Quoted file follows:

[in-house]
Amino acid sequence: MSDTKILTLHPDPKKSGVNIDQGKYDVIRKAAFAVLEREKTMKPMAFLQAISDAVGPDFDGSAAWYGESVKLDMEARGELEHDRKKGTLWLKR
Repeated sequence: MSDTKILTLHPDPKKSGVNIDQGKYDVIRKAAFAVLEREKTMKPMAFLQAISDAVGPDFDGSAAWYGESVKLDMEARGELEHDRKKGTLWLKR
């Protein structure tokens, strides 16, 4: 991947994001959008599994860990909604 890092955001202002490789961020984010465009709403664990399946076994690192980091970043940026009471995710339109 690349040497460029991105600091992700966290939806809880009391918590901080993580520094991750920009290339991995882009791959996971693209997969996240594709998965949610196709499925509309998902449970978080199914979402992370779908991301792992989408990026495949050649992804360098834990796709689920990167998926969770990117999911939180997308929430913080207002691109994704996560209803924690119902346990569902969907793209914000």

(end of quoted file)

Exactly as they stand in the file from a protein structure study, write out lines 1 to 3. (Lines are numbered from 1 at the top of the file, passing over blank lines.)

[in-house]
Amino acid sequence: MSDTKILTLHPDPKKSGVNIDQGKYDVIRKAAFAVLEREKTMKPMAFLQAISDAVGPDFDGSAAWYGESVKLDMEARGELEHDRKKGTLWLKR
Repeated sequence: MSDTKILTLHPDPKKSGVNIDQGKYDVIRKAAFAVLEREKTMKPMAFLQAISDAVGPDFDGSAAWYGESVKLDMEARGELEHDRKKGTLWLKR